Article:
A battle of succession, an ominous prophecy, divine intervention, dance drama Moksha gives audience a choreographed evening of elegance and intrigue
Moksha, an Indian musical dance drama, produced, directed and choreographed by Raghavan Nair and Poornima Sharma, was enacted to a full house at the Science Theatre, University of New South Wales, Sydney, on the evening of 18 February.
The cast was drawn from Raghavan Nair’s Indian Dance Centre (IDC)—known for their performances of the “Ramayana”. At IDC students are taught dance styles such as classical kuchipudi, dance drama, Bollywood, contemporary, folk, with the centre celebrating its 30th anniversary this year.
Before the launch of Moksha, Raghavan Nair thrilled the audience with his Shiva dance performance, followed by a stunning bharatnatyam piece by Sheila, a classic kuchipudi performance by Suhasini Sumitra, and a poetry in motion act by Ira Patkar via kathak.
Moksha transported the audience back to 490 BC, to the days of King Bimbisara when he ruled Magadha with his queen Kosala Devi and was a contemporary to Gautama Buddha and Mahavir Jain. The tale is one of tragedy. King Bimbisara goes away to fight a war, leaving his pregnant queen behind, who delivers a baby boy in his absence. The queen is troubled when a prophetic voice reveals that her new-born would one day kill his father, and so, abandons the child in the forest. Through divine intervention, the son is found by his own father, King Bimbisara. The royal couple bring up the prince, Ajaatshatru, with love and care, knowing well their destiny. As fate would have it, Ajaatshatru grows up to be an ambitious and war-mongering prince, who is impatient and cannot wait to become the king through natural succession.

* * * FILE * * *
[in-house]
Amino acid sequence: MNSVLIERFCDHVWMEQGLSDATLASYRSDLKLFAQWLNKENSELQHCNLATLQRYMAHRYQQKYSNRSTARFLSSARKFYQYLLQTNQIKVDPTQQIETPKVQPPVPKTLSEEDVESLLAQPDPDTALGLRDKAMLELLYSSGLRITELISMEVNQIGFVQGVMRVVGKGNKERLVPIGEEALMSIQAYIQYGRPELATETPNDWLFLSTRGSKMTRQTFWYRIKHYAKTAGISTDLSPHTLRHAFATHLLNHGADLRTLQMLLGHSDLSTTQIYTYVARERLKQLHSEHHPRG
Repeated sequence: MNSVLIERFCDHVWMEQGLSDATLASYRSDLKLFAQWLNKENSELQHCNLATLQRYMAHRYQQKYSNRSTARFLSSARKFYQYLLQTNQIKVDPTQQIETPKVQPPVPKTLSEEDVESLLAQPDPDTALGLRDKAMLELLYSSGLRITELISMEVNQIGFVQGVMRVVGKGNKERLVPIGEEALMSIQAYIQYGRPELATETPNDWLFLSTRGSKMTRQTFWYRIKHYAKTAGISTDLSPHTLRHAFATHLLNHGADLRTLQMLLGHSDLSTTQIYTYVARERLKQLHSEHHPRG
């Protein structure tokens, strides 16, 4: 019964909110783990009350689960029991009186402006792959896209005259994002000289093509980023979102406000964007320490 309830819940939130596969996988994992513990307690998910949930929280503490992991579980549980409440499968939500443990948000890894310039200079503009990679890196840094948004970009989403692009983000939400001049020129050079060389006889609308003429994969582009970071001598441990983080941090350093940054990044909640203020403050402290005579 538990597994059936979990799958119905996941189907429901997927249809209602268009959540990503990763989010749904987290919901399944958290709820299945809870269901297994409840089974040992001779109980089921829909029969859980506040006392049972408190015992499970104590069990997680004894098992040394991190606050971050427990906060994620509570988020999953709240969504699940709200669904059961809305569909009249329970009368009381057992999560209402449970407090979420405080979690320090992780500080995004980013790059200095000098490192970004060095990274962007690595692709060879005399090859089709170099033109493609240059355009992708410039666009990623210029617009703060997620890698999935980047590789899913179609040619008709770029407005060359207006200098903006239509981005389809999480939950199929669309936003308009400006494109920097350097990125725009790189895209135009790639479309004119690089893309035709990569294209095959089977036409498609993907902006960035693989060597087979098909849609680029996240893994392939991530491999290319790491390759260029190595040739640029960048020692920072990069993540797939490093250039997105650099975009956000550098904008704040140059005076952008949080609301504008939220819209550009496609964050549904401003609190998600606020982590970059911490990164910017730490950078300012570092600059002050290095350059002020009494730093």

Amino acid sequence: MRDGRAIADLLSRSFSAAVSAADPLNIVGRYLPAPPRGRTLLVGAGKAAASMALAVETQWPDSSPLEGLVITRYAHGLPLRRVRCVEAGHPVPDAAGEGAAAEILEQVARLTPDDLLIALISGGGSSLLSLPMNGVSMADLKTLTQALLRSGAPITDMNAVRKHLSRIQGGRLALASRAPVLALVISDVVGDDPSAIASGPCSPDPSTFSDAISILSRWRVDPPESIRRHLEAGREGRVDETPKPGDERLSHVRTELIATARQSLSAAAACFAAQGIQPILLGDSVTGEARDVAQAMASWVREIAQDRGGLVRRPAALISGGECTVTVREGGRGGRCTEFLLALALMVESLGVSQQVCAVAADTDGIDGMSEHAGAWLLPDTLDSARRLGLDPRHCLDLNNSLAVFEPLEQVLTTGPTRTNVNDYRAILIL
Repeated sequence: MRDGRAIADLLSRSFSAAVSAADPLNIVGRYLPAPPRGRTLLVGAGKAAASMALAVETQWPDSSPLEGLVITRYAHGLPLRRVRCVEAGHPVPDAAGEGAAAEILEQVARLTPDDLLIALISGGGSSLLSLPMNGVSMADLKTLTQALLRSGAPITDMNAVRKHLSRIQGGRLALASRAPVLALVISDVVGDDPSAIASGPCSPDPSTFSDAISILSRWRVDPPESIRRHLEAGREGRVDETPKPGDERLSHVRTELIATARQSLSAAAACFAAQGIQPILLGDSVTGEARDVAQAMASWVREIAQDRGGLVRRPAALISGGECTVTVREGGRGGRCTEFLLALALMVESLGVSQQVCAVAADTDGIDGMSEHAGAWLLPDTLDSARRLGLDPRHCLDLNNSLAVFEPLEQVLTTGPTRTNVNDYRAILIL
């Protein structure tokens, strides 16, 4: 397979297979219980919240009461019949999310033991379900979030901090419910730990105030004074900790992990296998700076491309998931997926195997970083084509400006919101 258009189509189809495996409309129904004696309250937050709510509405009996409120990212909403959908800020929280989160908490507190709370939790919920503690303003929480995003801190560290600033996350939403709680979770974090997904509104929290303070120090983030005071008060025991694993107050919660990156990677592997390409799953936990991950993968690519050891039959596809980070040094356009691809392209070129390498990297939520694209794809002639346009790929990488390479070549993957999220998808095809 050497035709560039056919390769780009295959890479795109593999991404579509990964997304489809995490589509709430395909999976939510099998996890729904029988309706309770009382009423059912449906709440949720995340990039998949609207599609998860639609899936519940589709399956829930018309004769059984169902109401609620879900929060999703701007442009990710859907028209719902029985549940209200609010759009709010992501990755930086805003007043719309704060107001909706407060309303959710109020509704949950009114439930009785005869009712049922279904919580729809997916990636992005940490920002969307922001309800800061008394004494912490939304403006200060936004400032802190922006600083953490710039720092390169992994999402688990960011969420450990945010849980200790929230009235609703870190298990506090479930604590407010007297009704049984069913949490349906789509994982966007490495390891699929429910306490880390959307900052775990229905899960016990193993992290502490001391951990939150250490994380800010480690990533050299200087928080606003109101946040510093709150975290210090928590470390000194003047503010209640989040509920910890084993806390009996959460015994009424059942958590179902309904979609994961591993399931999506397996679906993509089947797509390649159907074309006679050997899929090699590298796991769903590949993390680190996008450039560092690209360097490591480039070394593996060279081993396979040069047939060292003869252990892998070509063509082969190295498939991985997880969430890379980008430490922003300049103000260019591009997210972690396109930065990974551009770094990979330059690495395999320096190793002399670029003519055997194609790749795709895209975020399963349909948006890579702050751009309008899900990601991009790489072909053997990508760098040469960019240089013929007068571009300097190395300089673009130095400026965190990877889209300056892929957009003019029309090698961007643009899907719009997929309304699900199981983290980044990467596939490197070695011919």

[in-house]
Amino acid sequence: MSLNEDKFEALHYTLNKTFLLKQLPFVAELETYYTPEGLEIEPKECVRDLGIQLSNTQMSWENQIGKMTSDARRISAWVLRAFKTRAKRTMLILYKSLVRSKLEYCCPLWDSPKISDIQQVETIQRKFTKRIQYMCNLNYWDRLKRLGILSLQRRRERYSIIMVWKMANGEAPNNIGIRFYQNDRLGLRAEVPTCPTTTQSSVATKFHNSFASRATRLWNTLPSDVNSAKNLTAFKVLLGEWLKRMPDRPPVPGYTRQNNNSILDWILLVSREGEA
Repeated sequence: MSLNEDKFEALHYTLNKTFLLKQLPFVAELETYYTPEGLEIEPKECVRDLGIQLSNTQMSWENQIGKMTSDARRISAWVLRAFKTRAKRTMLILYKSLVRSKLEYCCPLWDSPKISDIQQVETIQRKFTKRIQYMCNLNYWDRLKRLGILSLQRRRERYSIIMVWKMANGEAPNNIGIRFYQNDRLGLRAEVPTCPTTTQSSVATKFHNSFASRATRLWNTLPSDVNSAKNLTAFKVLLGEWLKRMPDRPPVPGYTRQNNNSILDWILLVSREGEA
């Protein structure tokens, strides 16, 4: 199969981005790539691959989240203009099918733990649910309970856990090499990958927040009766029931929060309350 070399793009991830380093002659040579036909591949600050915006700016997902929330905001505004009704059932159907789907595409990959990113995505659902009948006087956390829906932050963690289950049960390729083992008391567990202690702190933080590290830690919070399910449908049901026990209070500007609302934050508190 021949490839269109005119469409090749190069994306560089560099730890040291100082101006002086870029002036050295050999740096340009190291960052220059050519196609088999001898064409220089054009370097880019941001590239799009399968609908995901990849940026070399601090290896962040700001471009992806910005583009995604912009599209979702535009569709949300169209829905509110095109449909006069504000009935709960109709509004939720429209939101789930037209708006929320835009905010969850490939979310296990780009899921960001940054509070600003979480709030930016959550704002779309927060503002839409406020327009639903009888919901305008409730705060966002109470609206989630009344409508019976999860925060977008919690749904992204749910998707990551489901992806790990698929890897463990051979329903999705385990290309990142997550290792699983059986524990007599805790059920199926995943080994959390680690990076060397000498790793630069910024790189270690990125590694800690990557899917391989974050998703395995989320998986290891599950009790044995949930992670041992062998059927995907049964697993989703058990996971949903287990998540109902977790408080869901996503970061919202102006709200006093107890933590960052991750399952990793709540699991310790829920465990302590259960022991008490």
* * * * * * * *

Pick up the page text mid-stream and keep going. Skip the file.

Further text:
He comes under the evil influence of his advisor Devdatta, with whose goading he imprisons King Bimbisara and later orders for his execution. Ajaatshatru has a change of heart when he becomes the father of a baby boy, realises his mistake and rushes off to stop his father’s execution. But it is too late. Ajaatshatru, thereafter, leads a life of remorse and becomes a Buddhist in his quest for Moksha.
The dance drama flowed smoothly from one scene to the next, ably assisted by the magnificent projected backdrops, the brilliant stage lighting, background music, the supporting actors and splendid performances from Kartik Sharma (King Bimbisara), Ravi Sharma (Ajaatshatru) and Anshul Jagota (Kosala). The colourful period costumes and dance sequences added to the flamboyancy and charm, replete with tear-jerking and joyous moments.
The drama had its own drama when it was stopped for a few minutes, due to an unexpected fault with the stage lighting. Kudos to Poornima Sharma, the co-ordinator, who quickly brought the drama back on its track.
Overall, a sublime experience and an unforgettable evening.